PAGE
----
• Patch Lady – hiding the GUI controls from us


    So as I read that last night I had to go fire up a 2004 to confirm.  Now as I see it what’s going on is in the GUI of a Windows 10 2004 you no longer see all the knobs to turn to defer all the stuff we recommend that you defer.  But to be honest I’ve seen where Microsoft has “made the GUI less complicated” in the last few feature releases and I can no longer depends on the advanced windows update settings of Windows 10 to best control the operating system.  I’m not convinced this is exactly “new” just something we’ve suspected for the last few feature releases where Microsoft decided to hide these settings in the GUI.

    As I see it, the local group policy editor on a Windows 10 Pro version still allows me to choose a deferral of 365 days.  That’s not the greatest solution to gaining control over your computer, but at least it means we are not without options.

    The 2004 feature release is still “offered” not shoved to me.

    Now then (and pardon the rant) what is more confusing is the fact that I have forgotten more about patching cadence than I can remember these days.

    We have gone from Current branch, current branch for business, Semi annual channel, semi annual targeted, oh now we changing our names to align the patching names to Office 365, oh now we are changing the name of Office 365, oh now we are changing the rings to channels, or is it channels to rings?  I can’t keep up… Oh we are supporting it for 12 months, no 18 months, no we’re doing 30 months for enterprise.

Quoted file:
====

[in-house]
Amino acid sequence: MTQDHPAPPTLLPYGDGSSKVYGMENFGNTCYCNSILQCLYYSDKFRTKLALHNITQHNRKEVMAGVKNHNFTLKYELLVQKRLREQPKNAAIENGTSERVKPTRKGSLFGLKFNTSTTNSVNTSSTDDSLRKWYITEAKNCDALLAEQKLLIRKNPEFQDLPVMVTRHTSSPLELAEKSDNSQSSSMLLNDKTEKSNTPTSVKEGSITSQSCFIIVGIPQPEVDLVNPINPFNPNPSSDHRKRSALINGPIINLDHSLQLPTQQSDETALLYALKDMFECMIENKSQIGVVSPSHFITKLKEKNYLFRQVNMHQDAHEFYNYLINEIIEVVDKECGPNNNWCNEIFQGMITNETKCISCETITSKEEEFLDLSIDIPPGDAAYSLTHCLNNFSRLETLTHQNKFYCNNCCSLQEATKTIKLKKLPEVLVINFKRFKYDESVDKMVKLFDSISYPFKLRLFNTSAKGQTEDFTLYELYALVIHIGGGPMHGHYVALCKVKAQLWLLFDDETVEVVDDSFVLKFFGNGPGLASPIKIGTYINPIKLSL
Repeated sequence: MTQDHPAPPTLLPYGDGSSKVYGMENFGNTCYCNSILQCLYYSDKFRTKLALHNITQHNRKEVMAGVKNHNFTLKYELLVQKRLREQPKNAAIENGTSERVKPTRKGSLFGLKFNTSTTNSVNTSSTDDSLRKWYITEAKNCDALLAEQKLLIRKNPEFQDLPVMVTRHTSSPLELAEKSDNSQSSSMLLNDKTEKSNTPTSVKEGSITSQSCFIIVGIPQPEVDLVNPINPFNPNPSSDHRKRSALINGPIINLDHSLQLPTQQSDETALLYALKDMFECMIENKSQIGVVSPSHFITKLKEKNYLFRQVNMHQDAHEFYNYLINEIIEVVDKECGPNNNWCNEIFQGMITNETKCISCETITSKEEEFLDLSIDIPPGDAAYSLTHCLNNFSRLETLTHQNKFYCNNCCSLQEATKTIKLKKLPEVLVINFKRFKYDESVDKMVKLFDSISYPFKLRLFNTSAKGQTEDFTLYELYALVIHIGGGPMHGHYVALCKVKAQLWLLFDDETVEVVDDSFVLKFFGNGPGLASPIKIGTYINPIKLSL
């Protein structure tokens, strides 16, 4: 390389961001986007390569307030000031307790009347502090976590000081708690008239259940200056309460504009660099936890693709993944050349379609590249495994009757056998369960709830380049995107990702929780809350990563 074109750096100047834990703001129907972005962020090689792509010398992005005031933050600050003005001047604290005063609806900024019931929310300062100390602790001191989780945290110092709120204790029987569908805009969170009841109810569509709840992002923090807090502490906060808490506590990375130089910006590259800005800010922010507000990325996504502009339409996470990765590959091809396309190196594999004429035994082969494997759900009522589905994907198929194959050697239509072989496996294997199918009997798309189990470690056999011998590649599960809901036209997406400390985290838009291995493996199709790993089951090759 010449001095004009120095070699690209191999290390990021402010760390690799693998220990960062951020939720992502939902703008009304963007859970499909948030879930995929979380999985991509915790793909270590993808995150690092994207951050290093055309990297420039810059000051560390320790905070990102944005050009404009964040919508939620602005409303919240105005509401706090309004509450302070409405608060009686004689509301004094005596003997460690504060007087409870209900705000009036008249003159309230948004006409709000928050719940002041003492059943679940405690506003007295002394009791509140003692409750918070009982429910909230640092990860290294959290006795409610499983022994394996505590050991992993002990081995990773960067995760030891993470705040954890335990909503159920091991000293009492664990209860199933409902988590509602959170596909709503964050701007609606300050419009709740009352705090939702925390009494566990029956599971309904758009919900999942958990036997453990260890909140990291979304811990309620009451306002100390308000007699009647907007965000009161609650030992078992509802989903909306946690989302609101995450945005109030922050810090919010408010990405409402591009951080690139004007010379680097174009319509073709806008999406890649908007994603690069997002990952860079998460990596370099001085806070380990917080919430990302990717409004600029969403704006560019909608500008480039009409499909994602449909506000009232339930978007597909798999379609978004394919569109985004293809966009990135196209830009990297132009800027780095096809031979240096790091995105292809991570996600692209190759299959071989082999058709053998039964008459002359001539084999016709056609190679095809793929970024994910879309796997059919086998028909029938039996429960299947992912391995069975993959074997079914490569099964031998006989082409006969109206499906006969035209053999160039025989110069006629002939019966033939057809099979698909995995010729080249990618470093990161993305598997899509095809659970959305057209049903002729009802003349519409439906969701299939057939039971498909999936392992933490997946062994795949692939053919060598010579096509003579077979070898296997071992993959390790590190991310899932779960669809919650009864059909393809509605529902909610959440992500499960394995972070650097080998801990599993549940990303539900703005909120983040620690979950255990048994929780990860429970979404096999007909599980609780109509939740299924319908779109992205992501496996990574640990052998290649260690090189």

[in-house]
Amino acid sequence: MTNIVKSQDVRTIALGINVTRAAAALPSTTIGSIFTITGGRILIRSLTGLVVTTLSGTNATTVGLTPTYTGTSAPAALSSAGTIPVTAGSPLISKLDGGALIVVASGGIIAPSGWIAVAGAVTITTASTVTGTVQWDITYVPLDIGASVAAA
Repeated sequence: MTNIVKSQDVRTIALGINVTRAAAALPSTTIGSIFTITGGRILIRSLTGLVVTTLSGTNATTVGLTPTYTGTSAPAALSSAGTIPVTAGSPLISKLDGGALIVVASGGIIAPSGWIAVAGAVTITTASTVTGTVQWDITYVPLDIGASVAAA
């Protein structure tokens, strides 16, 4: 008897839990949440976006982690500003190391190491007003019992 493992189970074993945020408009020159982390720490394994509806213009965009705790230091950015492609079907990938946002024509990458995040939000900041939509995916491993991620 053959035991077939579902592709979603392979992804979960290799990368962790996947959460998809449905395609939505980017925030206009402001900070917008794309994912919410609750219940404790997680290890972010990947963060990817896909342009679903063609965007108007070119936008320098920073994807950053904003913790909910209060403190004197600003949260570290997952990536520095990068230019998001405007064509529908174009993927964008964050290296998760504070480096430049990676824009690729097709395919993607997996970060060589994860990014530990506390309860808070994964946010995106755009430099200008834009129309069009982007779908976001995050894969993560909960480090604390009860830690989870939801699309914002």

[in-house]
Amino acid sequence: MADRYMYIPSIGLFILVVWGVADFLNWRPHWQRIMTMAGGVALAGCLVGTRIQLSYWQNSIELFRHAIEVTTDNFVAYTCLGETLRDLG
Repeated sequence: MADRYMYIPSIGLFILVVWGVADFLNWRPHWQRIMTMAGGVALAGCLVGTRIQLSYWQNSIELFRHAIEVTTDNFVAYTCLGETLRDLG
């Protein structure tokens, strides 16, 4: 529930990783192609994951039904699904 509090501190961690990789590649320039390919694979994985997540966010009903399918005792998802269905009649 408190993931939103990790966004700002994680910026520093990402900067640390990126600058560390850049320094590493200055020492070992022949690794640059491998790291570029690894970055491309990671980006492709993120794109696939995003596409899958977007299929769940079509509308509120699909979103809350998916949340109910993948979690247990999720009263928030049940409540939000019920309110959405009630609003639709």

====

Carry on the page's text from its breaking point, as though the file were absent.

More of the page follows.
Get the point that I’m exhausted with the constant churn in naming, servicing and moving things around …meanwhile Enterprises are running versions that I consider to no longer be appropriate because they too can’t keep up with the churn.

    The one thing I do wish that the https://docs.microsoft.com/en-us/windows/release-information/status-windows-10-2004 Windows Health dashboard would do would be to put some estimate of impact.  Yesterday Woody posted about a new bug that causes spontaneous reboots.  But here’s the thing… it’s listed in the 1909 health dashboard as being triggered LAST month not THIS month so it’s not a June bug, it’s a May one.  I haven’t seen widespread reports of this in EITHER May or June.  I wish they would give some hint as to the magnitude of the issue.  I don’t think you and I will see this issue.

    • Keep up to date on bios and video card drivers.
    • Don’t use multiple antivirus software on your PC – in fact I recommend you stay with Defender.
    • Don’t use gaming hacks to get around licensing.
    • Don’t install ancient software that includes ancient drivers on Windows 10.

    Do those steps and you’ll probably sail through Patch Tuesday with zero issues.

    As of 1903 there is a new “target version option” in the local group policy editor and I think I’ll need to expand our “best practices” and start recommending THAT setting.  Hang loose a detailed discussion of these buried local group policy settings is in the works and will be in the AskWoody newsletter.  Stay tuned, I’ll let you know when (it won’t be this weekend though)